The plant responds well to mulching, but it isn’t necessary if the outdoor soil is rich in organic material. Mulching will help the plant maintain and regulate its moisture.
Pruning is not necessary because mature Philodendrons effectively drop old leaves. Trimming off discolored leaves, stem shoots and dead aerial roots using sharp garden scissors is acceptable.
Be wary of aggressive pruning. Immature plants rapidly grow and pruning can easily harm them. Mature plants should only be pruned once they have multiple terminals.
Good initial potting of a Philodendron is crucial because they love to spread out and grow. Fortunately, their roots remain tightly compacted. They should be placed in a large sturdy pot with adequate nutrient-rich potting soil. The pot should be raised to allow proper drainage because excessive moisture harms the plant.
A potted Philodendron will likely need to be repotted once per year or transplanted outdoors if the environment is acceptable. They like to have their roots tightly compacted. However, once the plant becomes top-heavy with visible roots escaping the pot’s drainage holes, it is time to repot. Make sure you time repotting during growth season so the plant has a chance to re-establish its roots.
Propagation is possible, but difficult because their roots love to densely entwine in soil. Philodendron Giganteum should be propagated in the spring or summer. The best method is to search for seedlings, especially in spots on mature plants where leaves have fallen off on their own.
Once you’ve identified the new growth, wait until aerial roots are present. Detach the seedling using a sterilized knife and plant it in a 6 inch pot with nutrient-rich soil. Make sure the pot has adequate drainage. Tend to the plant like any other Philodendron Giganteum.
Keep it in the shade with moist soil until established. Patience is key because it can take more than a month for a new seedling to show roots on a mature plant.
The plant may also be propagated with an air method. Locate small aerial roots in the leaf nodes at the donor plant’s base. Remove the new plant using sterilized scissors. You’ll need a six-inch transparent plastic bag with twist ties and sphagnum moss. Punch a few holes at the bottom of the bag for irrigation and fill it with wet sphagnum moss.
Create flaps to roll around the stem by cutting the bag vertically. Hold the soaked moss in your plastic bag against the root on the stem gently with your one palm and secure the flaps around the stem. Tighten the twist ties around the stem without damaging the plant.
Water the moss through the irrigation holes and give the plant a few weeks for the roots to take hold. Once you are confident the roots have taken, gently remove the plant from the bag and plant it in the ground or pot.
Although it is a durable and adaptable plant, Philodendron Giganteum should not be transplanted often. They are rootbound plants that should only be transplanted in early spring so they have time to reestablish and adapt to their new environment.
Indoors or outdoors, pests are generally not a problem for Philodendron. Aphids, spider mites, fungal gnats and mealybugs are possible. Wiping them off with cotton balls dipped in alcohol or soap and water will effectively remove them.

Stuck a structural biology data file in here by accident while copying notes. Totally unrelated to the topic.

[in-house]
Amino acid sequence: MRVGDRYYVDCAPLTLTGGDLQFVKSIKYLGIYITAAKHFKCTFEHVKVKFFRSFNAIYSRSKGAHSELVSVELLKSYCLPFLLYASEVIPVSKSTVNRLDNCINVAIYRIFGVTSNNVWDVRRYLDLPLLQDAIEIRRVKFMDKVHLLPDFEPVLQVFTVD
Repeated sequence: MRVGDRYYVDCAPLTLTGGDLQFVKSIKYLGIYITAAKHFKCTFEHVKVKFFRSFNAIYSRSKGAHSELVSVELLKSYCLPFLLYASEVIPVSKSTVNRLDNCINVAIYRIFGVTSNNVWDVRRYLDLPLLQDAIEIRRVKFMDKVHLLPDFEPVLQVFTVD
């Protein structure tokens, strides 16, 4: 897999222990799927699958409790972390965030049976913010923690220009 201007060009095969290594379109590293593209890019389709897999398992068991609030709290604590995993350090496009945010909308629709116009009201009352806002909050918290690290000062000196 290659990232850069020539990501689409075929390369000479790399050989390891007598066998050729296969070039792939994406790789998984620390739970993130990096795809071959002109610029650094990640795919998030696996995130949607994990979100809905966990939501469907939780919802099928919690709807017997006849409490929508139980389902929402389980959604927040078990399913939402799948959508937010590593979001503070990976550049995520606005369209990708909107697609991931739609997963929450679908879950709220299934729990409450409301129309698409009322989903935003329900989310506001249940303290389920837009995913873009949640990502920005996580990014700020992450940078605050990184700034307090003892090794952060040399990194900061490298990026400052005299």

Neem oil can be applied to the leaves monthly to repel potential pests.
Philodendron Giganteum are susceptible to Leaf Spot Disease, which is caused by a bacterial or fungal infection. It appears as small brown spots circled with a yellow halo. They can be anywhere on the leaf. Over time they dehydrate the leaf, turning it thin and brittle.
The disease is extremely contagious and spreads rapidly. Sick plants must be isolated immediately. Discontinue misting the plant because moisture creates a perfect environment for bacterial and fungal growth.
If the spots are present on more than a third of the leaves, you can begin removing diseased leaves, a few at a time, using sanitized pruning scissors. Be sure to sanitize the tool after each cut.
Keeping the plant in a cool and dry area with adequate filtered sunlight will give it the best chance for survival. The disease is fatal once the infection becomes systemic.
Philodendron Giganteum belong to the plant family Araceae or Aroids. They are related to Montseras, Pothos and Anthuriums. Botanists are still learning a lot about Philodendrons and many species are not yet well understood or defined.
Philodendrons are characterized by large leaves, long aerial roots and parallel veins in the leaves. However, they grow over such a vast geographic area that mature plants are quite varied.
Notable relatives include the Philodendron Squamiferum which is also a climber. They have a long red stem covered in fuzzy hairs. It is a low-maintenance plant with oak-shaped leaves.
The Pink Princess, scientifically known as Philodendron Eubescens, is a rare species native to Brazil. They have dark green leaves with pale pink splotches that can cover more than half the leaf.
Indoors, Philodendrons can share space in the same pots with Pothos and Spider Plants. Together, the three create a lush, green and vibrant jungle look.
Outdoors, Philodendrons do well with other plants that do well outside of direct sunlight, like shrubs and some ferns.
They are toxic to both humans and pets. Each part of Philodendrons is harmful if ingested because they contain calcium oxalate crystals. They will cause burning, inflammation and swelling in the mouth, lips, and tongue.
Heavy amounts of ingestion will lead to excessive saliva, vomiting and difficulty swallowing. The reaction is not fatal, but you or your pet should be examined to rule out any complications.